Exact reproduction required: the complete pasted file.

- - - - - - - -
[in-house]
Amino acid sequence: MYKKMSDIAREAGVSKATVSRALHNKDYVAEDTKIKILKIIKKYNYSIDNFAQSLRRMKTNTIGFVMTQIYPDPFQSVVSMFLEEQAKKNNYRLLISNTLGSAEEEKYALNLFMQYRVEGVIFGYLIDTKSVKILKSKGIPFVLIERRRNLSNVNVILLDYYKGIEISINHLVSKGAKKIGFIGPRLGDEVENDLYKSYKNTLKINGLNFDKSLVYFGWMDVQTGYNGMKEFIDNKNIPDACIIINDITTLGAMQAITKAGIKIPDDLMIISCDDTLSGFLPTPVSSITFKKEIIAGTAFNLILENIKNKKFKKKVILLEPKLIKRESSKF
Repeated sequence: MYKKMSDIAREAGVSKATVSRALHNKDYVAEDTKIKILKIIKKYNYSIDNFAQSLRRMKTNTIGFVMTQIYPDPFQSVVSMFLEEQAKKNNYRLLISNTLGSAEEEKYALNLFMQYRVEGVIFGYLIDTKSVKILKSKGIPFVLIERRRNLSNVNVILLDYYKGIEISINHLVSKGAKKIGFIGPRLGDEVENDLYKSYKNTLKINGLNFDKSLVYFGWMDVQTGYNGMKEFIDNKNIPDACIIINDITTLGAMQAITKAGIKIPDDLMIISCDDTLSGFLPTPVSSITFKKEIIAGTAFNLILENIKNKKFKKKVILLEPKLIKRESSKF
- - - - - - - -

[in-house]
Amino acid sequence: MYKKMSDIAREAGVSKATVSRALHNKDYVAEDTKIKILKIIKKYNYSIDNFAQSLRRMKTNTIGFVMTQIYPDPFQSVVSMFLEEQAKKNNYRLLISNTLGSAEEEKYALNLFMQYRVEGVIFGYLIDTKSVKILKSKGIPFVLIERRRNLSNVNVILLDYYKGIEISINHLVSKGAKKIGFIGPRLGDEVENDLYKSYKNTLKINGLNFDKSLVYFGWMDVQTGYNGMKEFIDNKNIPDACIIINDITTLGAMQAITKAGIKIPDDLMIISCDDTLSGFLPTPVSSITFKKEIIAGTAFNLILENIKNKKFKKKVILLEPKLIKRESSKF
Repeated sequence: MYKKMSDIAREAGVSKATVSRALHNKDYVAEDTKIKILKIIKKYNYSIDNFAQSLRRMKTNTIGFVMTQIYPDPFQSVVSMFLEEQAKKNNYRLLISNTLGSAEEEKYALNLFMQYRVEGVIFGYLIDTKSVKILKSKGIPFVLIERRRNLSNVNVILLDYYKGIEISINHLVSKGAKKIGFIGPRLGDEVENDLYKSYKNTLKINGLNFDKSLVYFGWMDVQTGYNGMKEFIDNKNIPDACIIINDITTLGAMQAITKAGIKIPDDLMIISCDDTLSGFLPTPVSSITFKKEIIAGTAFNLILENIKNKKFKKKVILLEPKLIKRESSKF